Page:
Michele is a follower in the gang that rides their bikes looking for games and mischief in the sun-drenched rural southern Italian town. He is protective of his little sister, Maria (Giulia Matturro), sacrificing his chance to be the winner of a race (and not the rotten egg) to help her find her glasses. The race ends at an abandoned house in the middle of nowhere and the kids explore their new find. Michele is drawn to the place and returns, alone, the next day. He discovers a dried up well covered with a sheet of corrugated iron. He imagines vast wealth of “gold and gems” hidden in the hole and pulls the cover away. What he sees is a foot protruding out from a blanket. He drops the cover and takes off like a bat, thinking he has just seen a corpse.

Michele may be a timid boy but he is also full of youthful curiosity. He returns the hole again and again, even after having the bejeezus scared out of him when the creature in the hole jumps out from the darkness. Michele realizes, though, that this is not a monster but a boy his own age. He is afraid to find out why the boy, Filippo, is chained in the hole but that does not stop him from giving his new friend water, bread and, even, taking him out of the dreadful hole for a day in the sun. He begins to read clues from the adults in the town, overhears them talking with a newly arrived stranger, Sergio (Diego Abatantuono), and sees a news report about a missing, kidnapped boy – Filippo. The sinister talk of the adults - even his mother, Anna (Aitana Sanchez-Gijon), and father, Pino (Dino Abbrecsia), are conspirators in the heinous crime – force Michele to a brave decision to save Filippo from murder.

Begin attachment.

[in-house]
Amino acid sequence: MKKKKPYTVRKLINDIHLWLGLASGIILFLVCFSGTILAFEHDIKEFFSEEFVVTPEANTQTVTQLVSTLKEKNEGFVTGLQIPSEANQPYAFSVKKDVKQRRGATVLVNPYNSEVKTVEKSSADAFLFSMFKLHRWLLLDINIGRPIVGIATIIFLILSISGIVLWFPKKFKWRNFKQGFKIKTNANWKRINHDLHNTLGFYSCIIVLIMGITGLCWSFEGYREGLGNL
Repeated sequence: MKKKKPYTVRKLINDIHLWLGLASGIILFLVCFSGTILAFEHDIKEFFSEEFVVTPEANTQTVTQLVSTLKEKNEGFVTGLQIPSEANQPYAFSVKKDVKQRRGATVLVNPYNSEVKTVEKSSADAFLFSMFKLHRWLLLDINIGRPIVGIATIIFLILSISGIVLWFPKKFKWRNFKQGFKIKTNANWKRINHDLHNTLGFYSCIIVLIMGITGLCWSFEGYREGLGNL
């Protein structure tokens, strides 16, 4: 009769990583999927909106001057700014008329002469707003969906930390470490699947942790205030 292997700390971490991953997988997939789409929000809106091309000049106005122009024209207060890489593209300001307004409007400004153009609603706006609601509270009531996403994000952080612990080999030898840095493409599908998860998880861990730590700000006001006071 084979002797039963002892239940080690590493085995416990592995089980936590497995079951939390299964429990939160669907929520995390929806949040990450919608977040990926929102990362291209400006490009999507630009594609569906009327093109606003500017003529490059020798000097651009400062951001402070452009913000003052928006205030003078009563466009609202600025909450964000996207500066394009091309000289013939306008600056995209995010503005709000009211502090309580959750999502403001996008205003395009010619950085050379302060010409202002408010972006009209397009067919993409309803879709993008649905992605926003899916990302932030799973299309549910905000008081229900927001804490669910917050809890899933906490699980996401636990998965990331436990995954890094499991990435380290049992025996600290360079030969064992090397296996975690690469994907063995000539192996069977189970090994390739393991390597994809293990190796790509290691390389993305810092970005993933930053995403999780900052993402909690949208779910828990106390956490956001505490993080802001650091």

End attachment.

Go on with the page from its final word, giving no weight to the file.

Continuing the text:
“I’m Not Scared” is fine film for older children (if you can get them to watch an Italian film with English subtitles) that takes the historical events and turmoil in Italy in the 1970’s and plugs them into the life of a young boy in a remote village. This superimposing of period politics over the life of Michele makes for a hair-raising adventure of discovery, salvation, rebellion and heroism. Young Guiseppe Cristiano is well cast as the unlikely hero of the story and, with his wide-eyed innocence, gives a decent performance as Michele. You see the world through his eyes and the story maintains that view to the end.

This is a nicely crafted coming of age film by Salvatores and he deftly shapes the story into an appealing package. The use of the lush rural landscape magically captured by Italo Petriccione’s masterful lens gives the mystery-adventure an other-worldly look with the peaceful-seeming locale and unlikely hero. Unfortunately, from a marketing standpoint, I don’t expect that “I’m Not Scared” will find a niche audience in English-speaking venues, at least for the target audience of older youngsters. This is a shame as it is a fine, youth-oriented adventure tale. I give it a B.